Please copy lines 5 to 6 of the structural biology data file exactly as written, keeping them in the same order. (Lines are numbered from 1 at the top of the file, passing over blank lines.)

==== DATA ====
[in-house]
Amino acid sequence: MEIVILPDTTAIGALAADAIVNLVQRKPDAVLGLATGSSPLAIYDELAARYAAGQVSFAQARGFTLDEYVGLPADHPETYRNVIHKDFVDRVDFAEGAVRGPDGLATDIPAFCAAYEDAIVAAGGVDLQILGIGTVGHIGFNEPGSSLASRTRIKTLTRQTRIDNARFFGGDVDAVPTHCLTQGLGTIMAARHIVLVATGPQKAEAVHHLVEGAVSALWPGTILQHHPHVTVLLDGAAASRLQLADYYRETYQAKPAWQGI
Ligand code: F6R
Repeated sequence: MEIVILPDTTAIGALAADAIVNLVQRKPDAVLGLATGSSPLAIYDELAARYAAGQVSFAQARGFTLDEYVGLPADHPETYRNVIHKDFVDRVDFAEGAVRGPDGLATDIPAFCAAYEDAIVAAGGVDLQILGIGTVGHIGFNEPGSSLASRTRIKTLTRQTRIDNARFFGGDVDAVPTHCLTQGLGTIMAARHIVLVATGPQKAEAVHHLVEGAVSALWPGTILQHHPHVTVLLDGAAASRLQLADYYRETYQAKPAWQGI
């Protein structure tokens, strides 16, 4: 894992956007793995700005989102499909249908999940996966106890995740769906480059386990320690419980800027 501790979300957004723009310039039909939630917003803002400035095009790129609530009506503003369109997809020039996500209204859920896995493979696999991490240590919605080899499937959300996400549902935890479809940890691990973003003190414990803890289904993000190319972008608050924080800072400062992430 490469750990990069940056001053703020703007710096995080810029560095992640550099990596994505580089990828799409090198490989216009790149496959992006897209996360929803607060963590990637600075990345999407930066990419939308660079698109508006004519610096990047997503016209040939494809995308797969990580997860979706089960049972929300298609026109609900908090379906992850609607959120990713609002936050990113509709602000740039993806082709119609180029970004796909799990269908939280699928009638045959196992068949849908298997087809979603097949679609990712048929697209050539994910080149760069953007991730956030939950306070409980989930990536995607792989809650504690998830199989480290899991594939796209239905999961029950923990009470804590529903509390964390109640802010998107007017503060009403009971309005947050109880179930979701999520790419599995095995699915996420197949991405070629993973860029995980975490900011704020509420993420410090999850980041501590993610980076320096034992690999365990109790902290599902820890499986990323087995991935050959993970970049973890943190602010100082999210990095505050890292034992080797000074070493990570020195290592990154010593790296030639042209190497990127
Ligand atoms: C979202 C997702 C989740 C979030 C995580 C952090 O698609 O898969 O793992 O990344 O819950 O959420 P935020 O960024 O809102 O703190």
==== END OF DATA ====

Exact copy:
């Protein structure tokens, strides 16, 4: 894992956007793995700005989102499909249908999940996966106890995740769906480059386990320690419980800027 501790979300957004723009310039039909939630917003803002400035095009790129609530009506503003369109997809020039996500209204859920896995493979696999991490240590919605080899499937959300996400549902935890479809940890691990973003003190414990803890289904993000190319972008608050924080800072400062992430 490469750990990069940056001053703020703007710096995080810029560095992640550099990596994505580089990828799409090198490989216009790149496959992006897209996360929803607060963590990637600075990345999407930066990419939308660079698109508006004519610096990047997503016209040939494809995308797969990580997860979706089960049972929300298609026109609900908090379906992850609607959120990713609002936050990113509709602000740039993806082709119609180029970004796909799990269908939280699928009638045959196992068949849908298997087809979603097949679609990712048929697209050539994910080149760069953007991730956030939950306070409980989930990536995607792989809650504690998830199989480290899991594939796209239905999961029950923990009470804590529903509390964390109640802010998107007017503060009403009971309005947050109880179930979701999520790419599995095995699915996420197949991405070629993973860029995980975490900011704020509420993420410090999850980041501590993610980076320096034992690999365990109790902290599902820890499986990323087995991935050959993970970049973890943190602010100082999210990095505050890292034992080797000074070493990570020195290592990154010593790296030639042209190497990127
Ligand atoms: C979202 C997702 C989740 C979030 C995580 C952090 O698609 O898969 O793992 O990344 O819950 O959420 P935020 O960024 O809102 O703190």